A Powerful Collaboration

A Powerful Collaboration

English teacher Monica Kirschmann believes in the power of collaboration and the value of incorporating diverse perspectives and expertise into her curriculum. She recently designed an interdisciplinary project for her AP Junior English class with fellow Govs English teacher and entertainment industry veteran David Brooks P'23.

“Last spring, I reached out to David to talk about potential collaborations since his Art of Public Persuasion course last year seemed to align with some of the skills I teach in Junior AP English,” said Kirschmann. 

The AP curriculum includes argument, persuasion, rhetoric, and image as text, so she challenged her class to produce elements of a marketing campaign that they would later "pitch" to a panel of Govs faculty with marketing and communications expertise, including Brooks. “We also asked students to work collaboratively and present their work to professionals in the communications field,” said Kirschmann. “I wanted my students to collaborate, see adults collaborate, and create work for an authentic audience.”


The students divided into groups, and each designed a mini marketing campaign for a hypothetical campus screening of the film Milk, a 2008 American biographical drama film based on the life of gay rights activist and politician Harvey Milk, who was the first openly gay man elected to public office in California. Students watched the film and afterward participated in workshops with Kirschmann and Brooks to create marketing pillars to guide the execution of their campaigns. Each group would have just three to five minutes to present their pitch, after which they would invite the panelists to critique their work.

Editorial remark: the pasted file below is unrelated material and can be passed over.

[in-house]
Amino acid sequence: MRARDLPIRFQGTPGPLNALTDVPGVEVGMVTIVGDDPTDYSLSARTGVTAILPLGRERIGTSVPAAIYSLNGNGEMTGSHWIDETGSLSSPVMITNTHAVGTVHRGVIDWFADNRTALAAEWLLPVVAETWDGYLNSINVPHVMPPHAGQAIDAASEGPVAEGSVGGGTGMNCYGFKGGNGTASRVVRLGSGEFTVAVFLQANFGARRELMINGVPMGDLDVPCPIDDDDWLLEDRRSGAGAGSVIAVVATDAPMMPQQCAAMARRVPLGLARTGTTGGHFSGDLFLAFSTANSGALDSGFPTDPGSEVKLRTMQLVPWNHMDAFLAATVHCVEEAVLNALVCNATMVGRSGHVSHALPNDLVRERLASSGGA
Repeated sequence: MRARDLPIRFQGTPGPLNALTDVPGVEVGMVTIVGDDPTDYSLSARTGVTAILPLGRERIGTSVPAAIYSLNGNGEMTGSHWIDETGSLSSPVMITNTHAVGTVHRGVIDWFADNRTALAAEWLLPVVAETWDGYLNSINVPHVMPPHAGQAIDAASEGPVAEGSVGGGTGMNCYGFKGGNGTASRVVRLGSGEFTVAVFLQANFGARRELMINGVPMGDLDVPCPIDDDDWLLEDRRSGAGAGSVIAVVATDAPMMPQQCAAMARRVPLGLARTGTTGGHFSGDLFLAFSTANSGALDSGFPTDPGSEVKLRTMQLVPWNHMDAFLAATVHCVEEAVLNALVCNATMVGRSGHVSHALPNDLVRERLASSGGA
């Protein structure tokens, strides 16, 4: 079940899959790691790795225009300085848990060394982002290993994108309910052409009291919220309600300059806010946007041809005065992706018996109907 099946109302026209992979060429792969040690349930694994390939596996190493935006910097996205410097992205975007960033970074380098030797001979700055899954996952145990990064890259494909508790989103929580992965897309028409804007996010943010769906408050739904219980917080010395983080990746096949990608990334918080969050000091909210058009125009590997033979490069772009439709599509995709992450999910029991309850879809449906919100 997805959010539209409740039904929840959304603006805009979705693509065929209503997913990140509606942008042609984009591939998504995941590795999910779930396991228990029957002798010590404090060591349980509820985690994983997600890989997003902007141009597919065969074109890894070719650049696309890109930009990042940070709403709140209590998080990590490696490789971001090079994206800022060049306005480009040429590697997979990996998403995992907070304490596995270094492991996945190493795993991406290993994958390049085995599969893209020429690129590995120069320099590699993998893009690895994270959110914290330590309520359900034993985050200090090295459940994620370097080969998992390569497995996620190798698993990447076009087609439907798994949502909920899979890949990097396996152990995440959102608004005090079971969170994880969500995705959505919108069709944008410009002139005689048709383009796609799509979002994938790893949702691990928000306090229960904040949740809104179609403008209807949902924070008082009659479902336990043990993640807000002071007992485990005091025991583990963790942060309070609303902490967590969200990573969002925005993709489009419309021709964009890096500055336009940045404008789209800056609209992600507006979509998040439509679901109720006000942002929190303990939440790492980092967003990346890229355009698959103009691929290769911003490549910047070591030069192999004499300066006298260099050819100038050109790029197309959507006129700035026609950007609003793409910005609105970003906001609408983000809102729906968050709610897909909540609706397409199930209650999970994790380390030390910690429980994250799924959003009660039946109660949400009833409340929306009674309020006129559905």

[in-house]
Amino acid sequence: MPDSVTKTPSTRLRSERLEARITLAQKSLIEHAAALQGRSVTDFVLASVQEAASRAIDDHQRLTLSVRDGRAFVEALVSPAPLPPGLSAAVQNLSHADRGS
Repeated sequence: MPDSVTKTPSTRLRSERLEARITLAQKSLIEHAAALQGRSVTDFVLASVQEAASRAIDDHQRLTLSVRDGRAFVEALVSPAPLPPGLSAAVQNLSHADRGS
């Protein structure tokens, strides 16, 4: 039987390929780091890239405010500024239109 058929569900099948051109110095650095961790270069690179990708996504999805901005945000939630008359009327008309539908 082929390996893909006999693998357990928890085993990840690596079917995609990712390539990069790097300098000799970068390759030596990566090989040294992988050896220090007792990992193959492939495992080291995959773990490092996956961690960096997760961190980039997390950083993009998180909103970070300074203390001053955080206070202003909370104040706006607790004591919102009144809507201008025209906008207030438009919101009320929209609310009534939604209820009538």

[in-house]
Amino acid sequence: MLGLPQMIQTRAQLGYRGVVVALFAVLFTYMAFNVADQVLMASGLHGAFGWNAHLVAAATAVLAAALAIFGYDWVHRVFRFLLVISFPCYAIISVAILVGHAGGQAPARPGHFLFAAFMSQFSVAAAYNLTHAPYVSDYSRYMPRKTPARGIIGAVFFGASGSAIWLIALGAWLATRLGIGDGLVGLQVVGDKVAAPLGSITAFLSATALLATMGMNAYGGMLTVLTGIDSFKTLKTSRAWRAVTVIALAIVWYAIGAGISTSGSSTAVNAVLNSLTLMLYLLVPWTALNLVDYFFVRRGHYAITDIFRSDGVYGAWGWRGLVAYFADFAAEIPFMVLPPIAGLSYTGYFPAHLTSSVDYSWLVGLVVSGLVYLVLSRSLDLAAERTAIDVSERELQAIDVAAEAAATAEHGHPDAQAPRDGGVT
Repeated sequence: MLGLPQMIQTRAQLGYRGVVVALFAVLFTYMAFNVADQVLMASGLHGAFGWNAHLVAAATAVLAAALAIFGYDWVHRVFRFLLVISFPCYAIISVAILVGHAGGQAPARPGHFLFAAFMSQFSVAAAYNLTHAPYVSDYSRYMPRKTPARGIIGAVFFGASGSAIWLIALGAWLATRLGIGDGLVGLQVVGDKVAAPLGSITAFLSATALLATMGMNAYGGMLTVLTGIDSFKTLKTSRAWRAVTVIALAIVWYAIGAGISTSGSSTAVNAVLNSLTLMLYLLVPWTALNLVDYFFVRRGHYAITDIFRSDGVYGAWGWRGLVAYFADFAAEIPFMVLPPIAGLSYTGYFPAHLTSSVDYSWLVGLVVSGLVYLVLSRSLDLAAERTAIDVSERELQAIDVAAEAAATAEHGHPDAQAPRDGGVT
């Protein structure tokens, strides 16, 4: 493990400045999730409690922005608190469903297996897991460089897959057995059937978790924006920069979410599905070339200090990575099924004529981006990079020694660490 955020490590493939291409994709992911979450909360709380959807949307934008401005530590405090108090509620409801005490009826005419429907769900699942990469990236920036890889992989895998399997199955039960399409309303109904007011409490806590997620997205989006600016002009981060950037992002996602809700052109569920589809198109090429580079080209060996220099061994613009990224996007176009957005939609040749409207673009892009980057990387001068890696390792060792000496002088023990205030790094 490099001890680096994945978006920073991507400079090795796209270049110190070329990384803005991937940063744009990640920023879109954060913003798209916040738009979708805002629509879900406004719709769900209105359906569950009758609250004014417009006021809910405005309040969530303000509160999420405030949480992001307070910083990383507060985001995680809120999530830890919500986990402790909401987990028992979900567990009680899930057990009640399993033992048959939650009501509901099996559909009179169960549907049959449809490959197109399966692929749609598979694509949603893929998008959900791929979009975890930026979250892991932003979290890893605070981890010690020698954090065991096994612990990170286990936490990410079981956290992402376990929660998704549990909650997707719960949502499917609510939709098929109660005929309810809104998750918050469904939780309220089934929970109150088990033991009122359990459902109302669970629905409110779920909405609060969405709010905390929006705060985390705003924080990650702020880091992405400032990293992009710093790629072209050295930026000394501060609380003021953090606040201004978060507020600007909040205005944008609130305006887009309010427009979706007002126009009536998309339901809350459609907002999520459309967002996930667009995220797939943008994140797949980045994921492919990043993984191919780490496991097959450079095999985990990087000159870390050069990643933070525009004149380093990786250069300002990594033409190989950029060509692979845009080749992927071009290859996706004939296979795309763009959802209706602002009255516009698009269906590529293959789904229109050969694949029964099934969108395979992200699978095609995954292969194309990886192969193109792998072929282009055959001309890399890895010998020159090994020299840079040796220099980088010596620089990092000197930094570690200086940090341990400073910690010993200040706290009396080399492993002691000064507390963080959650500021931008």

Kirschmann’s thematic framework for the AP is "belonging in America," and Brooks' professional work on the film Milk fit the theme perfectly. It also connected to the anchor novel Kirschmann assigned to her class: The Great Believers, a work of historical fiction set during the early days of the AIDS epidemic. Kirschmann and Brooks used the film to launch into the unit, focusing on belonging through the lens of LGBTQ+ history. 

Students had an authentic "agency" experience as they were tasked with turning around fully executed campaigns, including print, digital, and oral pitches, just over a week after their initial screening of Milk. They executed notably creative and professional-level social media posts, campus posters, and written and verbal pitches to entice the Govs community to attend an on-campus screening. 

Kirschmann and Brooks were thoughtful about the pillars they drafted to guide the student campaigns. For example, Milk is as relevant today as it was 50 years ago when the events took place and 16 years ago when the film was released, especially in this critical election year. The ongoing fight for representation, advocacy for human rights, preservation of democracy, and the power of protest still echo in our current times. The themes of hope, advocacy, and authenticity also resonated with students. They appreciated the power of great film and visual communications to portray important themes and inform a collective force that uplifts and strengthens communities. 


Students presenting their campaigns to the group.


After the student presentations, Brooks shared his professional work on the 2008 Milk campaign, an incredible learning experience for students. They saw how Brooks used literary devices, such as a story arc and building suspense and tension, alongside graphic design and communications best practices, including branding, thematic consistency, and repetition, to create an impactful marketing campaign. Students enjoyed stretching their knowledge and learning new skills that might spark future career aspirations.